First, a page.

Industries Natural Gas Storage
Storage fields are divided into three categories: (1) depleted oil and/or gas fields, (2) aquifer storage fields, and 3) salt cavern storage.
Depleted Oil and/or Gas Fields: These reservoirs are naturally occurring, and their potential as secure containers has been proven over the millions of years that the reservoirs held its original deposits of oil and gas. They consist of porous and permeable underground formations (average of 1,000 to 5,000 feet deep) which are confined by impermeable rock or water barriers and identified by a single natural pressure. The working gas requirement is generally about 50% of the total reservoir capacity. Gas is withdrawn in winter season and injected in summer. This type of storage facility can be used for long system supply or peak day.
Aquifer Storage Fields: This type reservoir is bounded partly or completely by water bearing rocks called "Aquifers." The nature of the water in the aquifer may vary from fresh water to nearly saturated brines. They have a high cushion gas requirement, between 50 to 80% generally. They also have high deliverability rates and gas is withdrawn in winter season and injected in summer season.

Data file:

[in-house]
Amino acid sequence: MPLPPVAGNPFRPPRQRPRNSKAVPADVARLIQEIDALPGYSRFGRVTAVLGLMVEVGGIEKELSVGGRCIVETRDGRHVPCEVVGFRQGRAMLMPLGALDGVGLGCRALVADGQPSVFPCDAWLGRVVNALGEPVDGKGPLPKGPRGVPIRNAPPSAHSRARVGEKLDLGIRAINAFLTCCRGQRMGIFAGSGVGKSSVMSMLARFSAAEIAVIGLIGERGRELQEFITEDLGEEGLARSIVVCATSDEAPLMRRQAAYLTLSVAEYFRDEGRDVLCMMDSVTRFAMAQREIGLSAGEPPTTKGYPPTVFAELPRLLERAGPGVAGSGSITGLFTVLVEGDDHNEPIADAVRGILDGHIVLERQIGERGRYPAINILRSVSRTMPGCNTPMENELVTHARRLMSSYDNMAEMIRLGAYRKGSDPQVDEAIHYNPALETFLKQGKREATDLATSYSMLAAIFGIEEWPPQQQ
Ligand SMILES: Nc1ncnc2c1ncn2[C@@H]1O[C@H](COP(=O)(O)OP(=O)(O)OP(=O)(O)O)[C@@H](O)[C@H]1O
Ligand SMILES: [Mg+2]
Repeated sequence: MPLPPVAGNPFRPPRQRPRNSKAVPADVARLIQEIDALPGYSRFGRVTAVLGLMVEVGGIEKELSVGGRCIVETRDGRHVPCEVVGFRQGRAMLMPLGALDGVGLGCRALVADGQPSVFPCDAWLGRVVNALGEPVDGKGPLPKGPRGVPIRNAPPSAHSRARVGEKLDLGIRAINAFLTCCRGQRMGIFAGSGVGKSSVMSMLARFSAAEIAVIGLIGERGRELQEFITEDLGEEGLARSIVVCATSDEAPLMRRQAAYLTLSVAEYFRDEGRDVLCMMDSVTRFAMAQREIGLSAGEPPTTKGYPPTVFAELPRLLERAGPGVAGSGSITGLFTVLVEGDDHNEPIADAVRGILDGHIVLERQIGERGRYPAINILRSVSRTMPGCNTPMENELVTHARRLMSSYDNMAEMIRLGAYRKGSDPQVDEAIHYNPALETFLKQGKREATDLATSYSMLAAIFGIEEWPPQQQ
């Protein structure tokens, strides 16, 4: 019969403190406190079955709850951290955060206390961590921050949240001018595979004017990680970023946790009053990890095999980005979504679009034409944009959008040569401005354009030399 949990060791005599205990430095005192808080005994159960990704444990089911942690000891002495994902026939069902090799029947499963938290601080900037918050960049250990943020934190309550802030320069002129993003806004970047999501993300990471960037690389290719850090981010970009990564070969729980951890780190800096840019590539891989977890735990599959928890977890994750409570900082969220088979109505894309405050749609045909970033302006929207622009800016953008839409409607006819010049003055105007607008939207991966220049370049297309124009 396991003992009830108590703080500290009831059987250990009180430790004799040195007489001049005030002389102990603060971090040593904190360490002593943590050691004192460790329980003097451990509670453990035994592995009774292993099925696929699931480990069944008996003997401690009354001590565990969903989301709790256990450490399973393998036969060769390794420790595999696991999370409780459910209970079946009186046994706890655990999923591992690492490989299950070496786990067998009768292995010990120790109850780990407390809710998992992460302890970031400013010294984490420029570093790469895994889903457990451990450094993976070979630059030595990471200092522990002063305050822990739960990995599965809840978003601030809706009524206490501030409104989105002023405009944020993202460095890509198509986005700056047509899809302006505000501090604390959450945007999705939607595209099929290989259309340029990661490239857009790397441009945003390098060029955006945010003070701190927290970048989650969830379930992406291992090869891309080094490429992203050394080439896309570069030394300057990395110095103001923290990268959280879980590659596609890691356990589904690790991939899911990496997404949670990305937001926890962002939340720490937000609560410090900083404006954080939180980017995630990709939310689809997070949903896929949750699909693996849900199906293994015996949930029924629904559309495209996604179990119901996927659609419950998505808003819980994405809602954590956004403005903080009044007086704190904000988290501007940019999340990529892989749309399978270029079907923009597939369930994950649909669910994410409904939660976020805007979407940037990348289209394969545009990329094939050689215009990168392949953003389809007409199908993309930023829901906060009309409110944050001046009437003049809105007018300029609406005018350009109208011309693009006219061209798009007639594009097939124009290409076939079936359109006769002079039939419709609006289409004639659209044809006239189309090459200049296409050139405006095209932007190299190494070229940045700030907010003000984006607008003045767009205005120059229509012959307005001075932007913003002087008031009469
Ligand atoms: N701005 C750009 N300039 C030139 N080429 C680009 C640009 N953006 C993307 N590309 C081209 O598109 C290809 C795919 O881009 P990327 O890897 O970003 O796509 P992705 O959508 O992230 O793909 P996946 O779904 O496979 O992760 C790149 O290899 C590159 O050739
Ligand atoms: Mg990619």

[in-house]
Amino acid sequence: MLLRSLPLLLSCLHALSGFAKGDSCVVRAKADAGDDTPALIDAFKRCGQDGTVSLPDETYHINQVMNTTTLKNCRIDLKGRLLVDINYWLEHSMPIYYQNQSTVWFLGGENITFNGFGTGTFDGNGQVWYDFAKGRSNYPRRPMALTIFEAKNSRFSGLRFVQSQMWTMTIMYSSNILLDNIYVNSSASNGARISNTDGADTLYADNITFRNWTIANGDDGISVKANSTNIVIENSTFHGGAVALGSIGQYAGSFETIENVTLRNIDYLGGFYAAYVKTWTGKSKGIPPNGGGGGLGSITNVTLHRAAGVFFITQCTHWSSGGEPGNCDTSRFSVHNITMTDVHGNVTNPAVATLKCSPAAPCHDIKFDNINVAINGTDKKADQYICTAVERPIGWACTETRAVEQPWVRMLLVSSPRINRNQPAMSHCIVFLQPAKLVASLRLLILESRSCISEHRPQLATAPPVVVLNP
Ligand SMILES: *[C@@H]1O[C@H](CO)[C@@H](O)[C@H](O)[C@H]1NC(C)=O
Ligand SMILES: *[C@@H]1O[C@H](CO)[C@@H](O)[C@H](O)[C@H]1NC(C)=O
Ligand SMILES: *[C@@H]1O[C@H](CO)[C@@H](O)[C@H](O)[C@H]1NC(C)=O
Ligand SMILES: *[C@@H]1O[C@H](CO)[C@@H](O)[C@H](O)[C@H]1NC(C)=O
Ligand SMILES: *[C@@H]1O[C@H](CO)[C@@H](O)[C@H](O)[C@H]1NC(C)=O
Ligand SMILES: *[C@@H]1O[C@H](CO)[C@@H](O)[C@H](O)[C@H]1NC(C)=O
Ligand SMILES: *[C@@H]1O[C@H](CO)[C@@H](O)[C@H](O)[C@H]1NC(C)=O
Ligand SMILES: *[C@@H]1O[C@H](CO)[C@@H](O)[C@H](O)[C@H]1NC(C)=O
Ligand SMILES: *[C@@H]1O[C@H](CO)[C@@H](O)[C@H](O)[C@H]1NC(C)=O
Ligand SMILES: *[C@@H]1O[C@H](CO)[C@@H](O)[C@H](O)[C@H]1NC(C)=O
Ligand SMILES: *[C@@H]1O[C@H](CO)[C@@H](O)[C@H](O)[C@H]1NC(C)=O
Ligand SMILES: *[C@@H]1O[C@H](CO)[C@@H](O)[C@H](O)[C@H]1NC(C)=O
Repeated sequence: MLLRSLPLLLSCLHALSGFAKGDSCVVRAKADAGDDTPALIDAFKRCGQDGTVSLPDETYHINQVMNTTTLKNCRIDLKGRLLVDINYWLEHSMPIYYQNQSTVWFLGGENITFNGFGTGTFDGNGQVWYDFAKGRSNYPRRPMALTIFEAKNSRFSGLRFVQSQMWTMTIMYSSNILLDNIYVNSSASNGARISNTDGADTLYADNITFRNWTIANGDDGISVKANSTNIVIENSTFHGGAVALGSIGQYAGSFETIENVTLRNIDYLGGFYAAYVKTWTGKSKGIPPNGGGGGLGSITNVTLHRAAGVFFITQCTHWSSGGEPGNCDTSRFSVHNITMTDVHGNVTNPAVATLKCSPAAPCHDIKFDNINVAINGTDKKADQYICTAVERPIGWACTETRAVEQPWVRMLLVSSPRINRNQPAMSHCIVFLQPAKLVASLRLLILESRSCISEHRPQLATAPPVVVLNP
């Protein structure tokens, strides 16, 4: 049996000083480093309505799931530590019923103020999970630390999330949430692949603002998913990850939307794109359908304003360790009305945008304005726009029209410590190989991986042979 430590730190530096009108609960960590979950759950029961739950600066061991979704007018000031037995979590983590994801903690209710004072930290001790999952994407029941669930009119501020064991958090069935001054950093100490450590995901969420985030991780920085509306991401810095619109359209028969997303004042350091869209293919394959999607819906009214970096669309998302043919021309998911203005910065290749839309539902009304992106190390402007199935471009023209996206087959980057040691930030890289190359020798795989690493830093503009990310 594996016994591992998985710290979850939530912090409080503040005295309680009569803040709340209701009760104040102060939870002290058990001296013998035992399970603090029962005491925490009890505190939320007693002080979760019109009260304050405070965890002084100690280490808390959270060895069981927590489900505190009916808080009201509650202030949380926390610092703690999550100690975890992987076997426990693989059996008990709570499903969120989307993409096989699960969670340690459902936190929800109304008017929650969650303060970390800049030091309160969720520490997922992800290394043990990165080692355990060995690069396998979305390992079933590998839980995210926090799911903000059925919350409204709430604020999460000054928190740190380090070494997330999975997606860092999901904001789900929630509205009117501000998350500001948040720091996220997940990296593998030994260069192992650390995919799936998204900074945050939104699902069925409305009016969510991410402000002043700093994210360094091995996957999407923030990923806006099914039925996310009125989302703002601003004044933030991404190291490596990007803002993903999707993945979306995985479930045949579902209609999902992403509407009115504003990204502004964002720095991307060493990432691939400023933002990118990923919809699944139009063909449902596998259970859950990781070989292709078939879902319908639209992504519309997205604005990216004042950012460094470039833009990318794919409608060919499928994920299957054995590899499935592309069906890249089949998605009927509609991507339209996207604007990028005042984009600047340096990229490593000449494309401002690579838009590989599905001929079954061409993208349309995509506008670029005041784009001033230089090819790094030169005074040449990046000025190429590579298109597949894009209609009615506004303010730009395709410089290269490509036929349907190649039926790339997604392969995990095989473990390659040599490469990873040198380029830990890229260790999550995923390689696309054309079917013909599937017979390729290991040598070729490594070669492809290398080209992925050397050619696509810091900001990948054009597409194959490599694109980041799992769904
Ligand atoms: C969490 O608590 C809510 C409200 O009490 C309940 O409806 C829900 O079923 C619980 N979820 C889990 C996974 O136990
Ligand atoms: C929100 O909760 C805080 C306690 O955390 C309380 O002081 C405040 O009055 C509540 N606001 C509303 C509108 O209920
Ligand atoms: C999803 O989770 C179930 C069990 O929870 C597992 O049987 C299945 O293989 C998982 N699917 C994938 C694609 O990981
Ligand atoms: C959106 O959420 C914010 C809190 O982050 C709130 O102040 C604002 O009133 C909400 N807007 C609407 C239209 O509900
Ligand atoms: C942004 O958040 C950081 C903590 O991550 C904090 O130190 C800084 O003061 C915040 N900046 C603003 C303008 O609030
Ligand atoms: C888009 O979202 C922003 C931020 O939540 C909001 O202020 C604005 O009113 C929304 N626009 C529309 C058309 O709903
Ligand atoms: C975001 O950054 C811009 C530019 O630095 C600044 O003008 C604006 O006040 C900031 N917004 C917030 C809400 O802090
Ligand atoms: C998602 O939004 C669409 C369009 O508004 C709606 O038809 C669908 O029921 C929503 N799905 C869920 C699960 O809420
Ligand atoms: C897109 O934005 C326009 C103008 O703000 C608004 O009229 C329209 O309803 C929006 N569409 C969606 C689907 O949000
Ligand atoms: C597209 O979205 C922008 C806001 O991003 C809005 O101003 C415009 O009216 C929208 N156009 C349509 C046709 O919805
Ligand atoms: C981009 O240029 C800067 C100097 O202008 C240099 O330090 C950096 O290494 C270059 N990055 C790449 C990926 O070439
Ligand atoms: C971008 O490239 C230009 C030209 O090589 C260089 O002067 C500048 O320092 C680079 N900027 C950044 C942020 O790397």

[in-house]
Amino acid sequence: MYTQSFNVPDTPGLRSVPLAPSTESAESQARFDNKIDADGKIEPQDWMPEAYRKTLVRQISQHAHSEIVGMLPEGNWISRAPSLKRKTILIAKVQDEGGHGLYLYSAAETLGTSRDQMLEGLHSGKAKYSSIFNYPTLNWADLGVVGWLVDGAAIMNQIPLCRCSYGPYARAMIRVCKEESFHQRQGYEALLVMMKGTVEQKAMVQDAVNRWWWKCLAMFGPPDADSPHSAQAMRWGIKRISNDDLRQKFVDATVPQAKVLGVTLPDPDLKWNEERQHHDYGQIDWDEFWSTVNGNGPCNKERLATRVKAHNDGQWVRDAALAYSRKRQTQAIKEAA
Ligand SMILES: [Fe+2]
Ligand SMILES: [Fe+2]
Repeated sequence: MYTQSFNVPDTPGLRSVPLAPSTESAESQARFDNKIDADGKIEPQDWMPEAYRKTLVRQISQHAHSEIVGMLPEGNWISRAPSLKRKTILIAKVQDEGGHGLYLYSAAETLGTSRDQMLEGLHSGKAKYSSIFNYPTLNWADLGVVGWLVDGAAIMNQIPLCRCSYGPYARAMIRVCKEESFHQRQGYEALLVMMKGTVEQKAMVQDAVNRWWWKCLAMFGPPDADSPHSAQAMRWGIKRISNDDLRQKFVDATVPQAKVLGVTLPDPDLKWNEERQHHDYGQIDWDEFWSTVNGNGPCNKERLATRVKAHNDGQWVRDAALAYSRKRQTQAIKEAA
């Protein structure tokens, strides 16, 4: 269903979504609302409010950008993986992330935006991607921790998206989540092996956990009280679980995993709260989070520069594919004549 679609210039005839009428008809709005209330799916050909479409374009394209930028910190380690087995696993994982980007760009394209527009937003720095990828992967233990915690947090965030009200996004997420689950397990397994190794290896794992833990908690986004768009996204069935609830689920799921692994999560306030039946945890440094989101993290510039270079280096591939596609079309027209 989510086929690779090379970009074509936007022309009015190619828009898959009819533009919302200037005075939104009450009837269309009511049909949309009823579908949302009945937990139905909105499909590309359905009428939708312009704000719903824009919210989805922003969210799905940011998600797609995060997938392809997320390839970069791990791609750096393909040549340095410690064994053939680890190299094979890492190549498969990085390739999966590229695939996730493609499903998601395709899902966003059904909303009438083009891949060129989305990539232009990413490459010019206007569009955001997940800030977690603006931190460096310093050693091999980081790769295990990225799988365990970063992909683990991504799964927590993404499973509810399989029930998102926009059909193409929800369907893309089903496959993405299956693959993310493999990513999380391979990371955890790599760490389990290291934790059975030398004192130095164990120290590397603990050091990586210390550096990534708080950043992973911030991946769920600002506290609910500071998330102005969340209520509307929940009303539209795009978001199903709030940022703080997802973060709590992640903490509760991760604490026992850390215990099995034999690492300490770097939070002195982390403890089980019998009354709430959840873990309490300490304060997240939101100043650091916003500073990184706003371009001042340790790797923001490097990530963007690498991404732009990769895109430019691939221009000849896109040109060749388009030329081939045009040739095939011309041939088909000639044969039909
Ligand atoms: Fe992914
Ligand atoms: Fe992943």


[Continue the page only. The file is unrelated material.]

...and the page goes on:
Salt Cavern Storage: This type of facility uses caverns solution mined in underground salt deposits (Salt domes or Salt formations). Salt caverns usually operate with about 20 to 30 % cushion gas and the remaining capacity as working gas. Working gas can be recycled more than once per year. Salt cavern storage has high deliverability and injection capabilities and is used for short peak day deliverability purpose.
Depleted oil and gas reservoirs account for 87% of the total jurisdictional storage capacity, with salt caverns (3%) and aquifers (10%) accounting for the rest. Depleted oil and gas reservoirs are most common because of their availability and the advantage of using existing infrastructure. Salt caverns are more expensive to construct due to the increase in capital cost associated with the leaching and mining of the salt.
For more detailed information about natural gas storage, visit the following websites:
- » EIA: Basics of Underground Natural Gas Storage
- » NaturalGas.org: Storage of Natural Gas
- » The Energy Information Administration (EIA) - lists weekly reports on the state of natural gas storage.
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